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11:11 AM 12th April 2024
cars

Driving With Hay Fever? This Setting In Your Car Could Make Your Symptoms Worse

 
photo supplied by ALA Insurance
photo supplied by ALA Insurance
This week the Met Office reveals that pollen levels will be high across all of England up to Saturday 13th as temperatures creep up to 20c in some areas.

According to the Met Office, tree pollen affects around 1 in 4 people, and is most common from late March to mid-May. This is followed by the more commonly known grass pollen, which typically starts to affect sufferers from mid-May.

With Brits taking full advantage of the warmer spring weather, motoring experts from car warranty provider, ALA Insurance, have warned this setting in your car could actually leave you worse off during the peak of hay fever season.

Is the air con making my hay fever worse?

ALA Insurance suggests that most modern cars will have a built in pollen filtration system, designed to stop pesky pollen from making its way into your car while you have the air con on.

However, these filters can become clogged, and stop working effectively. Ahead of the peak hay fever months, ALA Insurance recommends having this important element checked before embarking on any road trips.

However, this won’t be the case for all cars, some older models may not have this built in, but most of the time you can buy these parts separately and have them fitted by a professional.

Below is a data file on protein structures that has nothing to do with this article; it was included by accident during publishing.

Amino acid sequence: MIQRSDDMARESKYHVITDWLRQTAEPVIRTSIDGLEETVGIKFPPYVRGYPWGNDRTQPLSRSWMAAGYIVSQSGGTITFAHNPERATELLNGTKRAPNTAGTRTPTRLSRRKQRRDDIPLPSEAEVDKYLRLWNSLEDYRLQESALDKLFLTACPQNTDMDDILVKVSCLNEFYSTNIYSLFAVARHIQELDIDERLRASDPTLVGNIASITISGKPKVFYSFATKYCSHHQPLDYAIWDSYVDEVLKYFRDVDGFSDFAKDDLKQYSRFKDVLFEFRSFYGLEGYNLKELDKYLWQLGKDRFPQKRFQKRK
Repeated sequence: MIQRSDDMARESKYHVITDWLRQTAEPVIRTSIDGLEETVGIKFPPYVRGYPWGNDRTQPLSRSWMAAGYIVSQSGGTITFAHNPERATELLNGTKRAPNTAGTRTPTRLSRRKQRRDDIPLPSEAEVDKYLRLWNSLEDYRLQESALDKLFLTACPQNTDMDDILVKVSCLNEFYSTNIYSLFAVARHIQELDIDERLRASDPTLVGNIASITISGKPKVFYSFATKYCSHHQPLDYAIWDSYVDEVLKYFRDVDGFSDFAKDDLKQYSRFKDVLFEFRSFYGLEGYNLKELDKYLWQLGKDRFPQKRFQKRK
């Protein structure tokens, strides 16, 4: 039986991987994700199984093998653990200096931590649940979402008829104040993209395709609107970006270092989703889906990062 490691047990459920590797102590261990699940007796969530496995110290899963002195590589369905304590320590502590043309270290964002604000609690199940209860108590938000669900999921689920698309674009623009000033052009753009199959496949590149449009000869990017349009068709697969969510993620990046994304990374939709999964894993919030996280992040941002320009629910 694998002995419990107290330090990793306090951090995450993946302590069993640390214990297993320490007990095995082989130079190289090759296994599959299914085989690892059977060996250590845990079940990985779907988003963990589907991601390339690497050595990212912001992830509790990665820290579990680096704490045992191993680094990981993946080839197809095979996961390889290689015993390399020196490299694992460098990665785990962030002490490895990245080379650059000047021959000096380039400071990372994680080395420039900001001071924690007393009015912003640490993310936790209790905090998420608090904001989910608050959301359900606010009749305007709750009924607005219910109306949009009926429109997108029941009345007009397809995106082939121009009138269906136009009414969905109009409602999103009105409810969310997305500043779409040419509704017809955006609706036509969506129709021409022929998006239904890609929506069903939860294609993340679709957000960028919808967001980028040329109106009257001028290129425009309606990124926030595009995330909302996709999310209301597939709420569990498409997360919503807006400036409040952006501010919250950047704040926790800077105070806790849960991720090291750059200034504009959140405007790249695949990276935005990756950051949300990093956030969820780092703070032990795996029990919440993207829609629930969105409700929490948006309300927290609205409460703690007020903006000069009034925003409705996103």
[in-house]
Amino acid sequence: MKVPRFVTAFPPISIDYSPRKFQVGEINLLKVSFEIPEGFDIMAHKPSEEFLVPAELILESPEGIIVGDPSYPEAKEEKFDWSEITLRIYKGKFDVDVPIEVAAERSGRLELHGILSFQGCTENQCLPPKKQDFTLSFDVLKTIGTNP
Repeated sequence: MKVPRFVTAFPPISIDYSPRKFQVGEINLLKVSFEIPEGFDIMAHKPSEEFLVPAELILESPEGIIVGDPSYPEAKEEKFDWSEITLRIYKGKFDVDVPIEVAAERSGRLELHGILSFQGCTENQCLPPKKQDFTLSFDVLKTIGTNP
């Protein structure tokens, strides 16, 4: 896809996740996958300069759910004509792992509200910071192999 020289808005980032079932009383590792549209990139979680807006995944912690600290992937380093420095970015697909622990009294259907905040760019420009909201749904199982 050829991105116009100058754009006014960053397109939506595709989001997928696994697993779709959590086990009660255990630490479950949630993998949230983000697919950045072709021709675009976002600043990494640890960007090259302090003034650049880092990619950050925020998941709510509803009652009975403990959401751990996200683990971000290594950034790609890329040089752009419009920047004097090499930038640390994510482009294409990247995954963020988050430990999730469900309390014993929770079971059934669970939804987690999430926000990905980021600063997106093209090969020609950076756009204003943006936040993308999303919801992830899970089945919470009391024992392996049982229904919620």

Without this, turning your aircon on in the spring and summer could actually make your hay fever symptoms worse, by locking particles of pollen and dust in the car with you during your journey, especially if the fans are pointed directly at your face.

What to do if you’re suffering from hay fever whilst driving

Callum Butler, from ALA Insurance comments:
“If you’re struggling with hay fever symptoms while on the road, there’s a few tricks you can try to minimise the problem.”

“Firstly, it can be tempting to wind the windows down while the weather is warm, but this could be doing more harm than good when it comes to protecting you from pollen, especially if you’re taking the scenic route through country roads.

”If your car has a built-in cabin filter, rely on using your air con when it’s warm, instead of letting fresh air in through your windows.

“Secondly, consider taking a trip to the carwash before and after any long journeys, and have the inside and outside regularly cleaned. Pollen and dust tends to hang around, especially in the inside of your car, which could trigger your symptoms before you’ve even set off.

“Not only are sunglasses a must for maintaining visibility of the road during sunny days, but they can also prevent pollen particles from irritating your eyes. I recommend keeping a pair handy in your car in case. But don’t forget to give them a wipe every now and again to remove any build up.”